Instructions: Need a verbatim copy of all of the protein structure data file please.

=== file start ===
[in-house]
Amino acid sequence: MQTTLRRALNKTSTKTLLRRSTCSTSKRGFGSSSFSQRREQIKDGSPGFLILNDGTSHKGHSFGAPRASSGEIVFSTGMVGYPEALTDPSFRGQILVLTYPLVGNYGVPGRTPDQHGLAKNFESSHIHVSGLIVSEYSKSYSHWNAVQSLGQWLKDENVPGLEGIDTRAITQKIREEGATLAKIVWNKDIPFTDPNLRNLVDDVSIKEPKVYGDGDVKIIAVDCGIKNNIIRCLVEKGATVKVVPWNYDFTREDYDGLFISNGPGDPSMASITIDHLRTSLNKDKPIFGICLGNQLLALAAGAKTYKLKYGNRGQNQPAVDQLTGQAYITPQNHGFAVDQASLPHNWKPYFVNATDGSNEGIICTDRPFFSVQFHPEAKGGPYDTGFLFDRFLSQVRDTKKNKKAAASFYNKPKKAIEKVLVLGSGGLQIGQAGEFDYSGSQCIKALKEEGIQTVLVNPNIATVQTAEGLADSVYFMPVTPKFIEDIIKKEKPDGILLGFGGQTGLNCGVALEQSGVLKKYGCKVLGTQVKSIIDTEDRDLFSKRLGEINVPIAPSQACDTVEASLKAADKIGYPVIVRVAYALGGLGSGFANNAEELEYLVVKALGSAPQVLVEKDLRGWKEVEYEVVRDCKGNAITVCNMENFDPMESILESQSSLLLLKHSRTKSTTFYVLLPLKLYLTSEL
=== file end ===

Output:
[in-house]
Amino acid sequence: MQTTLRRALNKTSTKTLLRRSTCSTSKRGFGSSSFSQRREQIKDGSPGFLILNDGTSHKGHSFGAPRASSGEIVFSTGMVGYPEALTDPSFRGQILVLTYPLVGNYGVPGRTPDQHGLAKNFESSHIHVSGLIVSEYSKSYSHWNAVQSLGQWLKDENVPGLEGIDTRAITQKIREEGATLAKIVWNKDIPFTDPNLRNLVDDVSIKEPKVYGDGDVKIIAVDCGIKNNIIRCLVEKGATVKVVPWNYDFTREDYDGLFISNGPGDPSMASITIDHLRTSLNKDKPIFGICLGNQLLALAAGAKTYKLKYGNRGQNQPAVDQLTGQAYITPQNHGFAVDQASLPHNWKPYFVNATDGSNEGIICTDRPFFSVQFHPEAKGGPYDTGFLFDRFLSQVRDTKKNKKAAASFYNKPKKAIEKVLVLGSGGLQIGQAGEFDYSGSQCIKALKEEGIQTVLVNPNIATVQTAEGLADSVYFMPVTPKFIEDIIKKEKPDGILLGFGGQTGLNCGVALEQSGVLKKYGCKVLGTQVKSIIDTEDRDLFSKRLGEINVPIAPSQACDTVEASLKAADKIGYPVIVRVAYALGGLGSGFANNAEELEYLVVKALGSAPQVLVEKDLRGWKEVEYEVVRDCKGNAITVCNMENFDPMESILESQSSLLLLKHSRTKSTTFYVLLPLKLYLTSEL